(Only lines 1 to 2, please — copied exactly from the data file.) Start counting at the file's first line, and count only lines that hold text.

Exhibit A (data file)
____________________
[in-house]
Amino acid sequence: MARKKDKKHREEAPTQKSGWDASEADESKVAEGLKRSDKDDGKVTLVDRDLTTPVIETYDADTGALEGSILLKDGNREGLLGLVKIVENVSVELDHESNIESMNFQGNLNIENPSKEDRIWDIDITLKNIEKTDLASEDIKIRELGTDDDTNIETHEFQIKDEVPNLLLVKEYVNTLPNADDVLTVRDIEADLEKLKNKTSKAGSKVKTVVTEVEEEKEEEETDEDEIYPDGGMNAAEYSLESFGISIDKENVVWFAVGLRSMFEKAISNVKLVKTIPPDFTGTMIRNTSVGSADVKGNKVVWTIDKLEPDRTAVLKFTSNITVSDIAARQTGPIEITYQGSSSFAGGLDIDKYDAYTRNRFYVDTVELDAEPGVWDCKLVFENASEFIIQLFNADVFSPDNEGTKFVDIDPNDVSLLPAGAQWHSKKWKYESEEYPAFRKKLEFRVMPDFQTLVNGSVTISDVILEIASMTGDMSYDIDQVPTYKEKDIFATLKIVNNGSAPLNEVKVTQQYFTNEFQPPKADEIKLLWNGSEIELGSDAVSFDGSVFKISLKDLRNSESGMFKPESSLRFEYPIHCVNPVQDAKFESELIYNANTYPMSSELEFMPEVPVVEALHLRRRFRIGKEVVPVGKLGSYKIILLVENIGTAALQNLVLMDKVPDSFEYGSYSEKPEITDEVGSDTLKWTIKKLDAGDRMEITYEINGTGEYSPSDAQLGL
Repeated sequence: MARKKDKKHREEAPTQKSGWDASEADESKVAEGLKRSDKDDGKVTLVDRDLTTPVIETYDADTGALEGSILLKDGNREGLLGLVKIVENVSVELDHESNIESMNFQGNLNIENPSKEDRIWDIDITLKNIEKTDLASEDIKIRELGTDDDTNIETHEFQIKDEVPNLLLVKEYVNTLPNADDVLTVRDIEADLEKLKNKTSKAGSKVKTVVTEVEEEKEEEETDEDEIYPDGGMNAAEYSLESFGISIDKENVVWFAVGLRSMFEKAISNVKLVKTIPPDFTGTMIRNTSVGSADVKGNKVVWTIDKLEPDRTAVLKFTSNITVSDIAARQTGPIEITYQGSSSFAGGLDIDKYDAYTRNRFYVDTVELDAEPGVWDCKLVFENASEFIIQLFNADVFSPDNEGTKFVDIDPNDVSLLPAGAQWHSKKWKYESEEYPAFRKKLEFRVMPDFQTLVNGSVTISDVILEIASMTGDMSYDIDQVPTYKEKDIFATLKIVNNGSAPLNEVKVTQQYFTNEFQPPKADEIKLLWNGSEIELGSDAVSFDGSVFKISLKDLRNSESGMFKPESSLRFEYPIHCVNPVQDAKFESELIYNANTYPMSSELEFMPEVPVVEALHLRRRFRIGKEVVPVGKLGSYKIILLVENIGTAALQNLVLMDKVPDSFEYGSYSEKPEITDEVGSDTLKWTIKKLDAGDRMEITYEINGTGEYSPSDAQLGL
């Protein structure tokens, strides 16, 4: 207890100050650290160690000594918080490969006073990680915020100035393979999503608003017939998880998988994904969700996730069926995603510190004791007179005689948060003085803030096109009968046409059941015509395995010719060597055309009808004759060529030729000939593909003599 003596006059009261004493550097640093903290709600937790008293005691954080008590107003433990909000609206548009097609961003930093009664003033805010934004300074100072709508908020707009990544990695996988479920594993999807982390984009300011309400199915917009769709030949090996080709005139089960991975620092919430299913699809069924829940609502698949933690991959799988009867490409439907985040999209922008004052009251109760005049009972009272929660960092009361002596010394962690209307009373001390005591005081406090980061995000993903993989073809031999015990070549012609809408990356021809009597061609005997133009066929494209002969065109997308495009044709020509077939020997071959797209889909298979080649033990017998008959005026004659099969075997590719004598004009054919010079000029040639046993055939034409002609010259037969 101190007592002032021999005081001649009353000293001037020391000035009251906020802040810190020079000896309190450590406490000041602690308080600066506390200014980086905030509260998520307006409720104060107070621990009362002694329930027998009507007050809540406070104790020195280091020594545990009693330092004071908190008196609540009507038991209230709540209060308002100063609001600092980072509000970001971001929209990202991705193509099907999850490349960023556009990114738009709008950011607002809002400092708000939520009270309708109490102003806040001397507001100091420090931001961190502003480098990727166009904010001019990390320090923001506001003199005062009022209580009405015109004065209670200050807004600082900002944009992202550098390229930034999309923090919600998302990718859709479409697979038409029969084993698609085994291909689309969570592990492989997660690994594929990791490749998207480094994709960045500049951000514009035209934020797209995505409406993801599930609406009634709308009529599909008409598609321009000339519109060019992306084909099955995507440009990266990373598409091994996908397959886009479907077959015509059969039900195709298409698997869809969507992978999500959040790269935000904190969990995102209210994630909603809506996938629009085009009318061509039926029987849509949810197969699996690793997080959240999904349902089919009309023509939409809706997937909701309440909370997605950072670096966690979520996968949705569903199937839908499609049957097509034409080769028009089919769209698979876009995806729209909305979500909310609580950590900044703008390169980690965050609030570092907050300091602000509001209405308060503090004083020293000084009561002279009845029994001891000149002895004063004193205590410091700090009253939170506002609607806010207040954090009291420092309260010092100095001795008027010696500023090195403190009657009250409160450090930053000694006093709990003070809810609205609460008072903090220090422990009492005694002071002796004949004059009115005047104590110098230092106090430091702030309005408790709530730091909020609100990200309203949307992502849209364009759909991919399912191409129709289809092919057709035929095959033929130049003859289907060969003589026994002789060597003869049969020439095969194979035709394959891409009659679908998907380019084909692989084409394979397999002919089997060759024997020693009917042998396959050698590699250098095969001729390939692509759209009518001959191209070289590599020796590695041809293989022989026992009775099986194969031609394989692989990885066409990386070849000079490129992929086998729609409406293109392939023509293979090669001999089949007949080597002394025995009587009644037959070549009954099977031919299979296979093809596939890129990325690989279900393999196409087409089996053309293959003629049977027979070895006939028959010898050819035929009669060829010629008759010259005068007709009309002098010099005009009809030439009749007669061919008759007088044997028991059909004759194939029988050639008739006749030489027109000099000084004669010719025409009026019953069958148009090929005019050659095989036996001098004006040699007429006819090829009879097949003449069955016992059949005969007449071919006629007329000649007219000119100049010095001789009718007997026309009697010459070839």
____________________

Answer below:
[in-house]
Amino acid sequence: MARKKDKKHREEAPTQKSGWDASEADESKVAEGLKRSDKDDGKVTLVDRDLTTPVIETYDADTGALEGSILLKDGNREGLLGLVKIVENVSVELDHESNIESMNFQGNLNIENPSKEDRIWDIDITLKNIEKTDLASEDIKIRELGTDDDTNIETHEFQIKDEVPNLLLVKEYVNTLPNADDVLTVRDIEADLEKLKNKTSKAGSKVKTVVTEVEEEKEEEETDEDEIYPDGGMNAAEYSLESFGISIDKENVVWFAVGLRSMFEKAISNVKLVKTIPPDFTGTMIRNTSVGSADVKGNKVVWTIDKLEPDRTAVLKFTSNITVSDIAARQTGPIEITYQGSSSFAGGLDIDKYDAYTRNRFYVDTVELDAEPGVWDCKLVFENASEFIIQLFNADVFSPDNEGTKFVDIDPNDVSLLPAGAQWHSKKWKYESEEYPAFRKKLEFRVMPDFQTLVNGSVTISDVILEIASMTGDMSYDIDQVPTYKEKDIFATLKIVNNGSAPLNEVKVTQQYFTNEFQPPKADEIKLLWNGSEIELGSDAVSFDGSVFKISLKDLRNSESGMFKPESSLRFEYPIHCVNPVQDAKFESELIYNANTYPMSSELEFMPEVPVVEALHLRRRFRIGKEVVPVGKLGSYKIILLVENIGTAALQNLVLMDKVPDSFEYGSYSEKPEITDEVGSDTLKWTIKKLDAGDRMEITYEINGTGEYSPSDAQLGL